The holiday season is fast approaching – this is just the perfect opportunity for cybercriminals to scam shoppers out of their hard-earned money.
According to Experian data, online shopping fraud attacks rose 30 percent in 2017 from 2016.
Online shoppers can be totally duped in a number of unsuspecting ways – Phishing emails may be sent which peddles supposed last-minute deals on desirable items; retailers may fail to implement secure encryption on their domains which can lead to Man-in-The-Middle (MiTM) attacks, or purchases may be made on fraudulent websites.
On Thursday, machine ID protection firm Venafi said that attacks on online purchases is a problem which is increasing in scope, with an “explosion” of look-alike, fraudulent domains appearing online.
After analyzing suspicious domains created to mimic the top 20 retailers in the US, UK, France, Germany, and Australia, the company found that not only is the number of fake domains multiplying, but many of them are using their own trusted TLS certificate. Talk about legit.
Combine this with a web address that only replaces a few characters and may pass when visitors’ eyes gloss over it and you have a problem. According to Venafi, it has become an “increasingly difficult” task for consumers to separate fraudulent domains from legitimate ones. When a trusted TLS certificate is thrown into the mix, fraudulent websites can appear safe as places to shop online.
“Domain spoofing has always been a keystone technique of web attacks that focuses on social engineering, and the movement to encrypt all web traffic does not shield legitimate retailers against this very frequent method,” according to Jing Xie, Venafi senior threat intelligence analyst. “Because malicious domains now must have a legitimate TLS certificate in order to function, many companies feel that certificate issuers should own the responsibility of vetting the security of these certificates.”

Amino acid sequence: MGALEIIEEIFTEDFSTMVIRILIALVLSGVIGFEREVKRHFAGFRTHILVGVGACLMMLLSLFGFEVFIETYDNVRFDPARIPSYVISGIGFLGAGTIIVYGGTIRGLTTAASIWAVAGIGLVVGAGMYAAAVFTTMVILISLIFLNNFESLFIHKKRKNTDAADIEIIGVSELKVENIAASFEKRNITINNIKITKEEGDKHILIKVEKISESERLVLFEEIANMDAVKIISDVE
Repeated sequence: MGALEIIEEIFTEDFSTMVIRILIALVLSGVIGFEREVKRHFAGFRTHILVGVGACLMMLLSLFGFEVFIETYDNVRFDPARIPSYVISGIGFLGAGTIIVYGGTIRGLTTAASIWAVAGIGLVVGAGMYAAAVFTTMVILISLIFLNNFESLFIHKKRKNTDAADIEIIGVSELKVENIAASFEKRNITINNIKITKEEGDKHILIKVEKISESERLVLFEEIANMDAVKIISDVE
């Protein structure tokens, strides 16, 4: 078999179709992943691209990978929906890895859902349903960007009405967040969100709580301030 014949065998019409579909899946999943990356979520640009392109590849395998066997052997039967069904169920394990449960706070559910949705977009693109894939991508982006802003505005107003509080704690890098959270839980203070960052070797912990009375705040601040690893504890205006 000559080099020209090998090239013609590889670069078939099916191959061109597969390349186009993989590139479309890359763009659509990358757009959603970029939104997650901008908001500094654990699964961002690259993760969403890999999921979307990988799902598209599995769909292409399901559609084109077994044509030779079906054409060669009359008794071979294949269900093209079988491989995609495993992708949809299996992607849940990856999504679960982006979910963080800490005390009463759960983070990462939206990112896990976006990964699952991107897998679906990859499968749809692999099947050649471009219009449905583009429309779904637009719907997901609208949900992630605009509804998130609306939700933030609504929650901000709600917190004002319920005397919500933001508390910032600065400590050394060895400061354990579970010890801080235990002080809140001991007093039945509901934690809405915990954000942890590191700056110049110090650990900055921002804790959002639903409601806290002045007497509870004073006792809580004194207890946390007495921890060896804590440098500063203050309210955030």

The company’s research into the subject revealed that many fraudulent domains rely on certificates which are free, such as those on offer by Let’s Encrypt. The recent exploits of threat group Magecart are a perfectly good example of how shopping fraud can impact both consumers and retailers. One of the hacking outfit’s latest victims, US retailer Newegg, owns the domain newegg.com. Magecart registered a domain called neweggstats.com together with a legitimate certificate issued by Comodo.
The legitimate domain was compromised with a card skimmer and the fake domain was pointed to a server that received credit card information stolen from Newegg customers.
A total 84% of the fake and malicious domains examined in the Venafi report uses free certificates from Let’s Encrypt to function and pose as legitimate. Venafi says that the total number of certificates issued for domains masquerading as legitimate, well-known retailers is over 200 percent greater than the number issued to valid e-commerce platforms.
“Ultimately, we should expect even more malicious lookalike websites designed for social engineering to pop up in the future,” Xie says. “In order to protect themselves, enterprises need effective means to discover domains that have a high probability of being malicious through monitoring and analyzing certificate transparency logs.”